“Disney World trips are so affordable!”, said no one ever. It’s true. Disney World vacations are not the cheapest. Some families only make one trip in their lifetime, while some never can. And like everything else, prices go up there from year to year. (Believe it or not, this is disheartening to even the most obsessed visitor.) If the cost is staggering for you, I’d suggest you pinch pennies wherever you can. Stay in a value resort, camp nearby, or even consider an off-property hotel. Pack snacks for breakfast/lunch and limit your souvenir budget. Ditch the park-hopper option for your ticket and keep your eyes peeled for any promotions. There is always a way to make a trip more cost-effective. You just may need to flex some creativity.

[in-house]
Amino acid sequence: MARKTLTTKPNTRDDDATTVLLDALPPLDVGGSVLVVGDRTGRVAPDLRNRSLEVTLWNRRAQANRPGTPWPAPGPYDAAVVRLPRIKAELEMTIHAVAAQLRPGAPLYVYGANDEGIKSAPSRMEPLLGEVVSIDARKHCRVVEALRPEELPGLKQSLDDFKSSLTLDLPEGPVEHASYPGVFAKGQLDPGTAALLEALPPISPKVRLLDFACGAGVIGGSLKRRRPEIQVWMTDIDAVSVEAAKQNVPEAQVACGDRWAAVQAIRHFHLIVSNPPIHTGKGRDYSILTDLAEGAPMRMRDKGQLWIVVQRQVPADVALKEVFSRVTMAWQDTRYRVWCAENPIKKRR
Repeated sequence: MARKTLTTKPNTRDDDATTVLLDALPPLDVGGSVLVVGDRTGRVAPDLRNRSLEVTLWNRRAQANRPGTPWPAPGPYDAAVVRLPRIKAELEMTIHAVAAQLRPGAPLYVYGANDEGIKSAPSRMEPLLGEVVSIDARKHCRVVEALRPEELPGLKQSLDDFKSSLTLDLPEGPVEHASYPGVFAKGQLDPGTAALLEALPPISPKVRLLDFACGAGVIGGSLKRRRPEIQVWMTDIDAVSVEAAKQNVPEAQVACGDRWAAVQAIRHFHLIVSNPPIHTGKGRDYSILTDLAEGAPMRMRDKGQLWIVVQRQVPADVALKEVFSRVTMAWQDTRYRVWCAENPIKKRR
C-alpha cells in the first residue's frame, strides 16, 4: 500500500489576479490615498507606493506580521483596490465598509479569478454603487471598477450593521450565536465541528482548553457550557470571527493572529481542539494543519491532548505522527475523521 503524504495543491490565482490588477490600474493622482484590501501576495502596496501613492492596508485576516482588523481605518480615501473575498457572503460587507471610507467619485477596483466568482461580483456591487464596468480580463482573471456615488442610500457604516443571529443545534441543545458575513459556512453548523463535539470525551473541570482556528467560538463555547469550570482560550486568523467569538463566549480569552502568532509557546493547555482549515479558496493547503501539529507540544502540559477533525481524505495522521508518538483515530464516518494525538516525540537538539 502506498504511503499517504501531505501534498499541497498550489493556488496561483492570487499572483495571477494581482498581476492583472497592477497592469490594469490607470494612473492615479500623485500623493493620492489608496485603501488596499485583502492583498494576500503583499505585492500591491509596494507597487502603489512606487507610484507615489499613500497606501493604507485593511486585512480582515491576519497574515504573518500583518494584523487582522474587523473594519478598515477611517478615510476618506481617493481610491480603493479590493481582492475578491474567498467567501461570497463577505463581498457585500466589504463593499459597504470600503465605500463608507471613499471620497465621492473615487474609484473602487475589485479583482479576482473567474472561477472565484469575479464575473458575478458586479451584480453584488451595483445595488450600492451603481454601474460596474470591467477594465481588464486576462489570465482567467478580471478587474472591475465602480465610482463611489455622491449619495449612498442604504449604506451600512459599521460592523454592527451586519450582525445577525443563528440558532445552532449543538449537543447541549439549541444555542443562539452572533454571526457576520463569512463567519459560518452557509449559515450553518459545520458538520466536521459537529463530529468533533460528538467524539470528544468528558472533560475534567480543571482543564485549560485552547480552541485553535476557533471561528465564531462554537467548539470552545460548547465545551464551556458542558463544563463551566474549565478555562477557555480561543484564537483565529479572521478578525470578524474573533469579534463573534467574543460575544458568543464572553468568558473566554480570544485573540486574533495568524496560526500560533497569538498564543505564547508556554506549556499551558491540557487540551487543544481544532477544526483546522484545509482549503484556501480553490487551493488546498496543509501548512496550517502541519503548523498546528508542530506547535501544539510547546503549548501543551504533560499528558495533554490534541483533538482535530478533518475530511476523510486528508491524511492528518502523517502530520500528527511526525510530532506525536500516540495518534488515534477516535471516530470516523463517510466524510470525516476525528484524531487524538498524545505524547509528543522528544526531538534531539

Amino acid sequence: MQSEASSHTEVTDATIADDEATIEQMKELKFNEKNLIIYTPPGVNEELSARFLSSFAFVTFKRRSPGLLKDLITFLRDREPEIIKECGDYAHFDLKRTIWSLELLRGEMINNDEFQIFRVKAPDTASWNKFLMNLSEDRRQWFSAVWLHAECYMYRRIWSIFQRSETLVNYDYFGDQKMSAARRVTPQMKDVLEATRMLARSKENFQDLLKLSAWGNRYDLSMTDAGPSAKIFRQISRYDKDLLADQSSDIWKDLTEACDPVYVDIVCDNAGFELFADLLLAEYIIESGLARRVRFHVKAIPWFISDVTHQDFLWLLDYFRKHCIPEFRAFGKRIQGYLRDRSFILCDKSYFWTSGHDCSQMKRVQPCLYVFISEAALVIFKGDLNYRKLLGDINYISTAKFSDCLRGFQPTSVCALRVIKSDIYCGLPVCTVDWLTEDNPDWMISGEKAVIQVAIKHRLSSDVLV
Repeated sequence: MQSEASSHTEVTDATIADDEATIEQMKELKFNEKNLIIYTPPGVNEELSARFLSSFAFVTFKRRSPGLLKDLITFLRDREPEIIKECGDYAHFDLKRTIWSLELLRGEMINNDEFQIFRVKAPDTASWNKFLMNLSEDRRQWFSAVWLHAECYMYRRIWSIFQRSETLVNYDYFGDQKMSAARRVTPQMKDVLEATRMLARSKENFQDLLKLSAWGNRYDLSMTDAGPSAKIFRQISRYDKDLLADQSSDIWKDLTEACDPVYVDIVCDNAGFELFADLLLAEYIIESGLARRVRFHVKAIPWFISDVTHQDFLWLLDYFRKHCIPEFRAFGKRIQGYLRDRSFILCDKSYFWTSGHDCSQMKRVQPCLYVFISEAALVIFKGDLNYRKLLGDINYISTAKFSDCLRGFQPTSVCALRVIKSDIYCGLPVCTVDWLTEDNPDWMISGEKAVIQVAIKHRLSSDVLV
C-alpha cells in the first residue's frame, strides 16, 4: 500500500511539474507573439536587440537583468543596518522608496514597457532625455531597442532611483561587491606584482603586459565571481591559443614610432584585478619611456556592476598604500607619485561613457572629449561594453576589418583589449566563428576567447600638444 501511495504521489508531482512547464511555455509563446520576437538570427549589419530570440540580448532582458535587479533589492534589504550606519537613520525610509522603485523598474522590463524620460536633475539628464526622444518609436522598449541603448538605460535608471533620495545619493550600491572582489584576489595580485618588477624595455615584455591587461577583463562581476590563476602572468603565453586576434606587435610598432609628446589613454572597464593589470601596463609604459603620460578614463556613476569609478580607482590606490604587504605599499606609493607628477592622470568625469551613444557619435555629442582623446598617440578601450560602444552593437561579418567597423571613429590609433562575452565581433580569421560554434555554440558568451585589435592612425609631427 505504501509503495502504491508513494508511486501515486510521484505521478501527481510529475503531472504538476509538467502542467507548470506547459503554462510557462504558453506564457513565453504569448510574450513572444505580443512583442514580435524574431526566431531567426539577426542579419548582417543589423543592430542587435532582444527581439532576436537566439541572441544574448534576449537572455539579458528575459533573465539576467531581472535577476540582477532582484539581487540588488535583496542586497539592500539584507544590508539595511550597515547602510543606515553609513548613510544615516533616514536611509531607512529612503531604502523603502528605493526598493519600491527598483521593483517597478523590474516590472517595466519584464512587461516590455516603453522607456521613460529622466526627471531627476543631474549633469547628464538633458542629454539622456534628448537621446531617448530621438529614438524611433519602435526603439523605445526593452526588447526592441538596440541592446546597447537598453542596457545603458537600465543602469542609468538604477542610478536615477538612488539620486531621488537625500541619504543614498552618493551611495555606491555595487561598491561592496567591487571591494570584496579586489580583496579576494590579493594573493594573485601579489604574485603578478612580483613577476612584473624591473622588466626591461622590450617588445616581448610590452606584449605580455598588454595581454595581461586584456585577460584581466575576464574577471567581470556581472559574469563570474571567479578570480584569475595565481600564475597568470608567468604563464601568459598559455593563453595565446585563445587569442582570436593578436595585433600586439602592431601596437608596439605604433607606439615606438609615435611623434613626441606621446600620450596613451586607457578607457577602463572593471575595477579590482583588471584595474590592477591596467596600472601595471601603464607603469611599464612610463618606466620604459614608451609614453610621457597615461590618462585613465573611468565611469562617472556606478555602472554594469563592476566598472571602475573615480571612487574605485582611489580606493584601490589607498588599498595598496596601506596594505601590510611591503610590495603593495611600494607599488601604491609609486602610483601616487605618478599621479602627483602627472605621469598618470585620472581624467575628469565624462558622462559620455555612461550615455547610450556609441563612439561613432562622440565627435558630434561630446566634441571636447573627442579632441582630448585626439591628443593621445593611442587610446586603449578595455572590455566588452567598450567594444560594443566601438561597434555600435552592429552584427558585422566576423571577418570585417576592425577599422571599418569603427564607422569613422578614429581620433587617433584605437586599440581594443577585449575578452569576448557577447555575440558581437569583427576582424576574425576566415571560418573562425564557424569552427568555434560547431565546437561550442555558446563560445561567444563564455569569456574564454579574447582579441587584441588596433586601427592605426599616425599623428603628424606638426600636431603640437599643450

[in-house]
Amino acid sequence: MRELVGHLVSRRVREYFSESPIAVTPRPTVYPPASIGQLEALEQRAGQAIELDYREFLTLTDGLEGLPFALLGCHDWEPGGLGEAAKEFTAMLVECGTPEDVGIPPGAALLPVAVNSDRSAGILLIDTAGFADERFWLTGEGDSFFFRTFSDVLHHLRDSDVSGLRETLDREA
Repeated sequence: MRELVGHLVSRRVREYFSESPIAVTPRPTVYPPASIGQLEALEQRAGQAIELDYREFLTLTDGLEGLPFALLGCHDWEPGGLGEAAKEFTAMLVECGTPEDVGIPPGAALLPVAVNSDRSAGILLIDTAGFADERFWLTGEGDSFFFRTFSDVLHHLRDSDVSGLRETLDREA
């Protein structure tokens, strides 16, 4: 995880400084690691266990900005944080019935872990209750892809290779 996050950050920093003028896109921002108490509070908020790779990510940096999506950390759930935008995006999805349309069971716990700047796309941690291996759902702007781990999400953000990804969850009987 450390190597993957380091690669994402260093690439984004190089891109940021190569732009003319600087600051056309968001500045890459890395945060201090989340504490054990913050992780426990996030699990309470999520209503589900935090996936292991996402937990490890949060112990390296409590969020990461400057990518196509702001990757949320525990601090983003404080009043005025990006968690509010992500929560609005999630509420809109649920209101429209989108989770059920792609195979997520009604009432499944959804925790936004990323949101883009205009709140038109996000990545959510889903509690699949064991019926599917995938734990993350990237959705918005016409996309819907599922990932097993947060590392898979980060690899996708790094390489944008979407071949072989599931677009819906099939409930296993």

6. Last Minute Viewers
Does this scenario sound familiar? You show up early to reserve a great viewing location for the fireworks. You endure humidity and boredom as your legs go numb from sitting on concrete. Then the nighttime spectacular soundtrack starts to play and out of nowhere, a six-foot person hoists a child on their shoulders right in front of you! If this has ever occurred, you are not alone. Not only is it frustrating to have your view blocked, but it’s doubly frustrating to have it blocked by an inconsiderate latecomer! As a public service announcement to all parents: We do sympathize if your child can’t see. We do ask that you remain aware of those around you, and please don’t sneak in at the last minute. It doesn’t make for a magical atmosphere.
7. Obnoxious Riders